A precise assessment of designations in ancient maps covering the entire world is an especially difficult task. Therefore, deriving a conclusion from only incomplete research is improper. Furthermore, even if it is assumed that more maps among those published in the early 19th century used Sea of Japan than other names, maps published during this period had no designations for many bodies of water, providing evidence that specific names were yet to be settled.
Accordingly, the use of a variety of names for the east sea area in ancient maps shows that any particular designation was not the only correct name for the area.
Q4. Isn't the name 'East Sea' derived from a compass direction of one particular country?
According to Samguksagi records, the name East Sea was used from 50 B.C. Reference to East Sea is also made in King Gwanggaeto's Stele, erected during the King Jangsu period of Goguryeo that extended to the Manchurian region. From this evidence, it can be inferred that the name East Sea refers to the east of the Eurasian continent rather than east of the Korean Peninsula.
As evidenced by various traditions, tales, songs and historical records related to the East Sea, the name East Sea does not relate to a compass direction, but rather took hold as a proper noun in the course of two thousand years of history.
Q5. Are there any international norms applicable in similar cases of conflict between countries over geographical designations?
In cases of conflict over different uses of geographical designations for an area that concerns two or more countries, applicable international standards include resolutions by the UN and the IHO.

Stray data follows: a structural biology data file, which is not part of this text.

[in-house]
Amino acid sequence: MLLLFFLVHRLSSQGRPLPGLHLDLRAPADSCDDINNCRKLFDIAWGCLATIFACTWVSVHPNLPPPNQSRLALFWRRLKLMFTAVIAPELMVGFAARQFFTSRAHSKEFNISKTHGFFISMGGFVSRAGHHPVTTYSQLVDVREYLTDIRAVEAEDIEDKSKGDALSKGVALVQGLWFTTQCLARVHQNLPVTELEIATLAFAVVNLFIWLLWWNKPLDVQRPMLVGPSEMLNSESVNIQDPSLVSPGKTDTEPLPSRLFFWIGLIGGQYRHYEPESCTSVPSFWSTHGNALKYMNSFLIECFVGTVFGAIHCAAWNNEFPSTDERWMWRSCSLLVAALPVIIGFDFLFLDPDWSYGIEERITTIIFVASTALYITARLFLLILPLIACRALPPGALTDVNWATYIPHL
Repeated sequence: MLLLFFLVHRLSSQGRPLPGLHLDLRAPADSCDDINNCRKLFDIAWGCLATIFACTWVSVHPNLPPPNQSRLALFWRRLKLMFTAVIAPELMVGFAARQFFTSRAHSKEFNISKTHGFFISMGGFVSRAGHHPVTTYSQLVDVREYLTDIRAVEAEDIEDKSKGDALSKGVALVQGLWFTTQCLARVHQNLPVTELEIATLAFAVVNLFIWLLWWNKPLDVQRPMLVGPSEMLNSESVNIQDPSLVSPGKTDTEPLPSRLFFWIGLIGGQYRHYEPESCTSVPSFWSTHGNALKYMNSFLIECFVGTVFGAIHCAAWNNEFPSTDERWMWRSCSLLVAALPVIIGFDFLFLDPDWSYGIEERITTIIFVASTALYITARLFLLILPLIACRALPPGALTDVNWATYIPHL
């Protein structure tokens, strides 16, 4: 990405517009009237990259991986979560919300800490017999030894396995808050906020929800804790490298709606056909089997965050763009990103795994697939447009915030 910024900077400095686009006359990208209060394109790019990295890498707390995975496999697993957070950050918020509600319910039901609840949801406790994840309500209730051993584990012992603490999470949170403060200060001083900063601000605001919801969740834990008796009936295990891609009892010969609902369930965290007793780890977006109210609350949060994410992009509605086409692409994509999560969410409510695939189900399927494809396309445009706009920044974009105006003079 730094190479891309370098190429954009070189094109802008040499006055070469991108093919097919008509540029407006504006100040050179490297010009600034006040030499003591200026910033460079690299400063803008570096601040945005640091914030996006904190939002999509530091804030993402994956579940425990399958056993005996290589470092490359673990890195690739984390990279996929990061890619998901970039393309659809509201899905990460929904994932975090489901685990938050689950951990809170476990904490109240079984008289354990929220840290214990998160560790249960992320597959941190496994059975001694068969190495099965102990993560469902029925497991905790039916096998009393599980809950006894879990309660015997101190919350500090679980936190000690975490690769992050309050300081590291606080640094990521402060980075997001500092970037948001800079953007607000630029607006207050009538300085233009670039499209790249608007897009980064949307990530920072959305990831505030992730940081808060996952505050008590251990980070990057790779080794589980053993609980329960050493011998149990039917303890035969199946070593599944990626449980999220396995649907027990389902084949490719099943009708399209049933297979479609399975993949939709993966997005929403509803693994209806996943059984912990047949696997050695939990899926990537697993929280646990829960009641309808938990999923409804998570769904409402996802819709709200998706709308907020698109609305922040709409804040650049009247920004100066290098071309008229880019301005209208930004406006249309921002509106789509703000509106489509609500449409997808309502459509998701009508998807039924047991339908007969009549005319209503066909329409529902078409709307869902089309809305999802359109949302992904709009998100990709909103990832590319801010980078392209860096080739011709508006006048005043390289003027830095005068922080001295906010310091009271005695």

○ Resolution by the UN Conference on the Standardization of Geographical Names (adopted in 1977):
- The Resolution advises that, as a general principle in world map production, if countries are unable to agree upon a single geographical name for geographical areas that are under the sovereignty of, or are partitioned between, two or more countries, the different names in use should all be accepted.
○ Resolution by the IHO (adopted in 1974):
- The Resolution advises that in case different names are used for landforms owned jointly by two or more countries, the countries involved must first strive toward agreement on a single name, and in case of failure to reach an agreement, the different names should be simultaneously used.
Based on resolutions by international organizations calling for simultaneous use of names in case of conflict, the Korean government has strongly urged the UN and IHO to apply the resolutions to the East Sea conflict. However, Japan has asserted that the resolutions are not applicable to the naming of the East Sea, arguing that there is no conflict surrounding the naming of the East Sea.
Q6. What are the Korean government's efforts to expand the use of East Sea internationally?
After its decision to promote the use of East Sea in 1992, the Korean government has operated a negotiation body at all times, and is campaigning for revisions to erroneous naming, targeting relevant international organizations, state governments, academic bodies, the press, map producers and publishers.
In particular, after Korea's entry into the UN, the government has continually raised the East Sea issue at relevant international meetings, including the UN Conference on the Standardization of Geographical Names, the UN Group of Experts on Geographical Names and IHO general meetings. At the same time, the government has devoted much effort into directing the international community's attention toward the fairness in using the East Sea designation.
At present, the existence of a difference between Korea and Japan over the naming of the East Sea area is officially acknowledged in relevant international meetings. In particular, discussions on East Sea during the 17th IHO General Meeting held in 2007 were significant, as consensus expanded on the fairness of the use of "East Sea." Furthermore, publication of the revised edition of "Limits of Oceans and Seas," which contained Sea of Japan as the sole designation, was temporarily suspended.
Department Global Communication and Contents Division